M. Agnes Jones Set to Claim STEM Honor


“I like STEM a lot. We get to do fun experiments and we like to keep all of our data.” M. Agnes Jones Elementary School student, Kameron Green has enjoyed her STEM experience so much, she plans to keep learning. “Because of this, I want to be a scientist when I grow up.”

 That’s the exact reaction Principal Margul Woolfolk had hoped for when the school began implementing a school-wide STEM curriculum. To take it even further, Woolfolk enlisted the support of community partners in an effort to develop a plan for securing STEM certification. The school is in the final approval stages now and if approved, M. Agnes Jones will be the first school in APS to have achieved that accreditation.

STEM (Science, Technology, Engineering and Math) certification is granted to schools after a thorough application and observation process which must show evidence of a rigorous hands-on project-based curriculum, teacher collaboration, strong community partnerships and high levels of math and science instruction.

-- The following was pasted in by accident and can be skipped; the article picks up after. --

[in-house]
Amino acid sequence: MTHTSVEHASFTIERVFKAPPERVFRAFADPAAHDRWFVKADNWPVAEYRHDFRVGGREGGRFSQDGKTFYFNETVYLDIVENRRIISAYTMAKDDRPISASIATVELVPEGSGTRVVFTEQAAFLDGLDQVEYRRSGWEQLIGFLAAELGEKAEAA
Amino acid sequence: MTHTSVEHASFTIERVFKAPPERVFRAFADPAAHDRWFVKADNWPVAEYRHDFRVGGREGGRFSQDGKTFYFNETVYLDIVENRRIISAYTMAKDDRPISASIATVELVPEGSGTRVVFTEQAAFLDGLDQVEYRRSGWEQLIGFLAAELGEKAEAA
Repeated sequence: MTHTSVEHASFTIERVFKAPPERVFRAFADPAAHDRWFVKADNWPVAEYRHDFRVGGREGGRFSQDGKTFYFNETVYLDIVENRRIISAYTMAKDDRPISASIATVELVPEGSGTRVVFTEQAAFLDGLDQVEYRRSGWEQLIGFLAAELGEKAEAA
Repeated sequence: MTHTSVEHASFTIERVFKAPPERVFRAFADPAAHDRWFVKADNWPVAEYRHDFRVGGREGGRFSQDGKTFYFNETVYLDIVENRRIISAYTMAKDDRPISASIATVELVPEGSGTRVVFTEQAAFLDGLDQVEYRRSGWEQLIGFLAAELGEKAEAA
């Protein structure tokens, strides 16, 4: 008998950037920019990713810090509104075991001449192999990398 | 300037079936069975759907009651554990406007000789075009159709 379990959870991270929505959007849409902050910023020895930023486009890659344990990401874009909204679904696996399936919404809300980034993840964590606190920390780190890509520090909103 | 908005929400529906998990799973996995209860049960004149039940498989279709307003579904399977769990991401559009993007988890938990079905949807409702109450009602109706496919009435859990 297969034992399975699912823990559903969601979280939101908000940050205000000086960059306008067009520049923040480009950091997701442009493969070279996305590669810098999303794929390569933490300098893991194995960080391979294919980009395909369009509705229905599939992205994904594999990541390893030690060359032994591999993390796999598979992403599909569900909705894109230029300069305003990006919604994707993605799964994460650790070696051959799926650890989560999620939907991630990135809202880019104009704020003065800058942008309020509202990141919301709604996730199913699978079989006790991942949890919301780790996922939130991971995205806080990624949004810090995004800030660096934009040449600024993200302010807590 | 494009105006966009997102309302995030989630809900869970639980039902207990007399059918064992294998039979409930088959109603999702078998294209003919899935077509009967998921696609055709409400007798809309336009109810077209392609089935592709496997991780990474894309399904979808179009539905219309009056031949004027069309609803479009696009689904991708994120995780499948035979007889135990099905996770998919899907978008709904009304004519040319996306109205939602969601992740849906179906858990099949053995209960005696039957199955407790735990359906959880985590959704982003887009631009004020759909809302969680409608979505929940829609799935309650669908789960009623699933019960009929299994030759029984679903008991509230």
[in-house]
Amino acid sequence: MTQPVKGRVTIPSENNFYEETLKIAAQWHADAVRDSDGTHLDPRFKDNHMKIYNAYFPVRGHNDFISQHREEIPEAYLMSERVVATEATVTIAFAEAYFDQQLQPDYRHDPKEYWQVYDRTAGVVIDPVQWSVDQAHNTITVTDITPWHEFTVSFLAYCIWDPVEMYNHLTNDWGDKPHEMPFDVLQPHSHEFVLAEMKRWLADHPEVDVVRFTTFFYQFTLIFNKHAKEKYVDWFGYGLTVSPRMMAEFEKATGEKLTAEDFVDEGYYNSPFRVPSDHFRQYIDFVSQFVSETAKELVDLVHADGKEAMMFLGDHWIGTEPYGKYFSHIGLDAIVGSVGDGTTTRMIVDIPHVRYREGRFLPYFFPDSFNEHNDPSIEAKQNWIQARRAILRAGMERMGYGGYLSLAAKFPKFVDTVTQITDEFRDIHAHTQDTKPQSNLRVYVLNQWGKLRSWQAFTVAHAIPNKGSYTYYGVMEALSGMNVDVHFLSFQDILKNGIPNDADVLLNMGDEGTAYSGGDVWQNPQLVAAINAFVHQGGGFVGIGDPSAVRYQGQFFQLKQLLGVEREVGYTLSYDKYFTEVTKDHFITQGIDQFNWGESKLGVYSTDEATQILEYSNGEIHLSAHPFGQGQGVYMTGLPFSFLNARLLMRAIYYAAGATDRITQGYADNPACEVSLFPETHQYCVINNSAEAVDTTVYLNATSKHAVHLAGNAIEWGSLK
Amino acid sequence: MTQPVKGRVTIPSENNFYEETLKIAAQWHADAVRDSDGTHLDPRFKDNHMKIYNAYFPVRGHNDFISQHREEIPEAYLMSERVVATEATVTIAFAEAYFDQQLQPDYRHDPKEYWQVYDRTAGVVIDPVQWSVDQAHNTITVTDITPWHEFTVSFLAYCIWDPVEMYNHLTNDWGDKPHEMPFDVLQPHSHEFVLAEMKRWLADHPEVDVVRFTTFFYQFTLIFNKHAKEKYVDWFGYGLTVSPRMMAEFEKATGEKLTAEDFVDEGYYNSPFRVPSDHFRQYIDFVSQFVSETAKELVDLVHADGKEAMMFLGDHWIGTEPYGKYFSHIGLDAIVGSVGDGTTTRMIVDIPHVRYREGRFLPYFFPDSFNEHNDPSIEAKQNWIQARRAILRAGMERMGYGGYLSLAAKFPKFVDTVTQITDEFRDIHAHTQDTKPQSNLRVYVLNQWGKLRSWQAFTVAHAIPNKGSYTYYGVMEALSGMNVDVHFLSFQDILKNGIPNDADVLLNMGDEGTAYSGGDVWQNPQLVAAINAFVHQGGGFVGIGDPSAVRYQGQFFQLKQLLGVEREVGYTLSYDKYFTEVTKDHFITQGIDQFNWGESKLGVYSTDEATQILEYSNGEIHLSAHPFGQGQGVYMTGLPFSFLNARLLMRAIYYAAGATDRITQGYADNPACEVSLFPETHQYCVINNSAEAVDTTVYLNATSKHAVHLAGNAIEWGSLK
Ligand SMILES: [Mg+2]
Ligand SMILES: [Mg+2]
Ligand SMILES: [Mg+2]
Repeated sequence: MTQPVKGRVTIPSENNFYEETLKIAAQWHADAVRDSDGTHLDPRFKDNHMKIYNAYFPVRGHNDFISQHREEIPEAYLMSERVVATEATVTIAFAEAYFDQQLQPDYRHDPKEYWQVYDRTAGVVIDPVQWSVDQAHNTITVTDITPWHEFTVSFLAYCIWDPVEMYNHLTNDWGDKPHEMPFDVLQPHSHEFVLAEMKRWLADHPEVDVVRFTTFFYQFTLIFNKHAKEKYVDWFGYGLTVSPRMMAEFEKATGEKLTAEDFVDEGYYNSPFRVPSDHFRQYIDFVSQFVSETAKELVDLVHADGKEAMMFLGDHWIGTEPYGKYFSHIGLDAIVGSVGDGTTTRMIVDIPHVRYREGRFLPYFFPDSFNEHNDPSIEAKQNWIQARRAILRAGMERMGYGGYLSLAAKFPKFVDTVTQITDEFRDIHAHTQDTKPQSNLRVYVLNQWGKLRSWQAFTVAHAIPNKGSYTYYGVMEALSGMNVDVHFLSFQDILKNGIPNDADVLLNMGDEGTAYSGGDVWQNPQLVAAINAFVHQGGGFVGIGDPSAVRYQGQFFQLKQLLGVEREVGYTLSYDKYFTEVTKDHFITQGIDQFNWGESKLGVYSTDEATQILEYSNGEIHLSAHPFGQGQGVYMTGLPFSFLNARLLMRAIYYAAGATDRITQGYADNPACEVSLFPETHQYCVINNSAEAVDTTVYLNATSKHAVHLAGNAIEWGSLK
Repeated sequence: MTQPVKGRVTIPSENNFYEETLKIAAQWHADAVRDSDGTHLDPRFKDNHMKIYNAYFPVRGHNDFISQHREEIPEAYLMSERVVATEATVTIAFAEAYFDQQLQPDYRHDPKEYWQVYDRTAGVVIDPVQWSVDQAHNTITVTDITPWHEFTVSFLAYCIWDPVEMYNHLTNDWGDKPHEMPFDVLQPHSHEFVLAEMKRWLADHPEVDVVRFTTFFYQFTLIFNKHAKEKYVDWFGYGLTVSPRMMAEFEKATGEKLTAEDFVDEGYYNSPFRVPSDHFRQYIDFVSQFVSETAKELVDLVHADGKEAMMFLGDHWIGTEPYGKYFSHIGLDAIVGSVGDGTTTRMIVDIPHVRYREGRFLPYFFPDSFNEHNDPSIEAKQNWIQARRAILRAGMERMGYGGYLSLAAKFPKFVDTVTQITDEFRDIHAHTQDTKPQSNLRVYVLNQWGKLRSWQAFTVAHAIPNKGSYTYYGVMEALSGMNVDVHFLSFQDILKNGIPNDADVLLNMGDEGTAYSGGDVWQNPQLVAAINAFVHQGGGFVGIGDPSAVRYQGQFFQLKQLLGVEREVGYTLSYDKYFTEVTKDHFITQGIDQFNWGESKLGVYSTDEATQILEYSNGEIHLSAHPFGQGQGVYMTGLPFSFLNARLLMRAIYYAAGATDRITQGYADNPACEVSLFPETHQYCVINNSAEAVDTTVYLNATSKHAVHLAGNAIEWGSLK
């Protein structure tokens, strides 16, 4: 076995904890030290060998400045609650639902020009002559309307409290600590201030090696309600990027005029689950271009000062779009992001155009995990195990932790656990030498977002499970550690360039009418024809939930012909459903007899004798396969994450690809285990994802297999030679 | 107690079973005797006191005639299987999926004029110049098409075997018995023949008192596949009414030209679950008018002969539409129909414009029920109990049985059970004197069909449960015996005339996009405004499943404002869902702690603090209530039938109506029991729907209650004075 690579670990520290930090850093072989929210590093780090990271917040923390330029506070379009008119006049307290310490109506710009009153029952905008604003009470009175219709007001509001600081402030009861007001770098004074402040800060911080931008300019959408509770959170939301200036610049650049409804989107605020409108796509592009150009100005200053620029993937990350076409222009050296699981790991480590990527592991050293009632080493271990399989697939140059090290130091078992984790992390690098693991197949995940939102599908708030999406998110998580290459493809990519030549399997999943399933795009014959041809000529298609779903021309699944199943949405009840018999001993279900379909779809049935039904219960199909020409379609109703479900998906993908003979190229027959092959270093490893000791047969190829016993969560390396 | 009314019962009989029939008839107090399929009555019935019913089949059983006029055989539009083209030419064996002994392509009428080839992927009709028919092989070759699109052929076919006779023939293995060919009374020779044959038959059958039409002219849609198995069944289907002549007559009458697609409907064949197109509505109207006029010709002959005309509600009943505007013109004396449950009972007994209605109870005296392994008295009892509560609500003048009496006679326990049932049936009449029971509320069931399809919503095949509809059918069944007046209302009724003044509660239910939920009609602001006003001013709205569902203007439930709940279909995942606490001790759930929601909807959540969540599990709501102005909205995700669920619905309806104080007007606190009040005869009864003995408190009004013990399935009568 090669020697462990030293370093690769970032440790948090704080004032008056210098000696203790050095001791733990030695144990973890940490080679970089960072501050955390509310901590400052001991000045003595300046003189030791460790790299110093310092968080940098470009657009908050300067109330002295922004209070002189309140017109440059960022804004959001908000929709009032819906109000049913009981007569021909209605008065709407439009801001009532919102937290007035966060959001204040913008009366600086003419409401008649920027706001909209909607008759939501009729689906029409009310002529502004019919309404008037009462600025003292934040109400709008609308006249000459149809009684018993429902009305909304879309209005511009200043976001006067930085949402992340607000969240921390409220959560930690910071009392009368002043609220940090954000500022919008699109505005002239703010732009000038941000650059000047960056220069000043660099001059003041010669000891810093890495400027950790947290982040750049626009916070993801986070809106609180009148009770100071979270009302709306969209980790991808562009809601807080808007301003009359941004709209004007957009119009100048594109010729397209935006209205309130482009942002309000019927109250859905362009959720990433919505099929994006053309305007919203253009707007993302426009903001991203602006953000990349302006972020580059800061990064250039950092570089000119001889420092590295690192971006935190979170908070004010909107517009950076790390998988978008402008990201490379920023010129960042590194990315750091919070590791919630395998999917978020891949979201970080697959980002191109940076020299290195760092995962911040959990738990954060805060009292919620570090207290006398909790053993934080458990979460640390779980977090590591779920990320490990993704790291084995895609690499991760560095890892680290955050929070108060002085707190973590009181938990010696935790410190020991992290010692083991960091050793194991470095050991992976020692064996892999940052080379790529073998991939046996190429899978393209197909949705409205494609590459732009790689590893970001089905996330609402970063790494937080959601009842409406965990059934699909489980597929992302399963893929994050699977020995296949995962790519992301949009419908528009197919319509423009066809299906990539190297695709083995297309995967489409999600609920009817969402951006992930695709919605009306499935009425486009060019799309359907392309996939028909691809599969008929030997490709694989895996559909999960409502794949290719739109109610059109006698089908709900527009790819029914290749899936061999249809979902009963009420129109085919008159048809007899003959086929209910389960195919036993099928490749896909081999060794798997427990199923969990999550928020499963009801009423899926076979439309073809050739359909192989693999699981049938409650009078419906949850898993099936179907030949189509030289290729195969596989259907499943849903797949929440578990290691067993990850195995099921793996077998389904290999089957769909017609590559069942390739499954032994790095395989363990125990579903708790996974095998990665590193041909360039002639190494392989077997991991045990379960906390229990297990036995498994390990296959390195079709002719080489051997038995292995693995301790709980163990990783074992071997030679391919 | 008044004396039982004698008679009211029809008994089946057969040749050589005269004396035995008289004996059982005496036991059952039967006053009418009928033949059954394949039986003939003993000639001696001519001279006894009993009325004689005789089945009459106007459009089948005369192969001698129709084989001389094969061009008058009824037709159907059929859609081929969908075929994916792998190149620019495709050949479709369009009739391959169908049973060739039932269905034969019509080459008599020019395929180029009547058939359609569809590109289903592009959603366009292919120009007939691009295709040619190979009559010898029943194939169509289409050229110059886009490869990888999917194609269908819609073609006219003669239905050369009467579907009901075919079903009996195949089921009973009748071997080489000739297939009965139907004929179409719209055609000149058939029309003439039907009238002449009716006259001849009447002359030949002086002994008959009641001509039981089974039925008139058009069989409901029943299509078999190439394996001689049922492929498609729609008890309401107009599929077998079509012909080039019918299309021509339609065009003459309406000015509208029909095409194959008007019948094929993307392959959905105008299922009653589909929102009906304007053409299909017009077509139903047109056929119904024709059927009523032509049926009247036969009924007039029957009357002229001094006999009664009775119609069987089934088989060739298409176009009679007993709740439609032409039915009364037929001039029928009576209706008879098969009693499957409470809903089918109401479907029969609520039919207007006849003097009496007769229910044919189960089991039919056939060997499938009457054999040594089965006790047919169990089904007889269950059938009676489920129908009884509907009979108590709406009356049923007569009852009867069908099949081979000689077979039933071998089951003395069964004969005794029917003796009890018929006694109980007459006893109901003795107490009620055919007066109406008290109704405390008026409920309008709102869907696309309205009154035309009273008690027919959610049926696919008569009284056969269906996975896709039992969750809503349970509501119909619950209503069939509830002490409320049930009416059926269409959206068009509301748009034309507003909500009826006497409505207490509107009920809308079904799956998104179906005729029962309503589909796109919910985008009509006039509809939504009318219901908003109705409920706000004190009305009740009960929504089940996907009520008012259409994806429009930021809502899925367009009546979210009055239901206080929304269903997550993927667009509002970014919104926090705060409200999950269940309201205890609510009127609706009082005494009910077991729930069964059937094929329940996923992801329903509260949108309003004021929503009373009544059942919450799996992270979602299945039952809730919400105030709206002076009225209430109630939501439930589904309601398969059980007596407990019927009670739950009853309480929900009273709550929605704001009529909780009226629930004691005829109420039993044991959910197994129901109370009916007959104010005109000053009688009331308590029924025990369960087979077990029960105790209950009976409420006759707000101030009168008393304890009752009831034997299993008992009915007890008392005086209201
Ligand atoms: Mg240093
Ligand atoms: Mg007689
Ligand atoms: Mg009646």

As part of the program, Jones Elementary students are learning about aquaponics, hydroponics and urban farming. Woolfolk says this educational focus on sustainability is especially important because of the needs that exist within their own community.

“Our students are engaged in finding ways to create more healthy choices in their everyday lives,” Woolfolk said.  “They are growing their own foods to combat the "food desert" that is present in their neighborhood.”

Student Immanuel McClaren has taken the lesson to heart and is excited to know his hard work could help others.

“We’re growing vegetables and fruit, we do the composting and the hydroponics, aquaponics,” McClaren said. “It’s really great because what we’re doing can help the homeless!”

Only 22 other Georgia elementary schools have been certified. The Georgia Department of Education will visit the school to observe and make a final determination.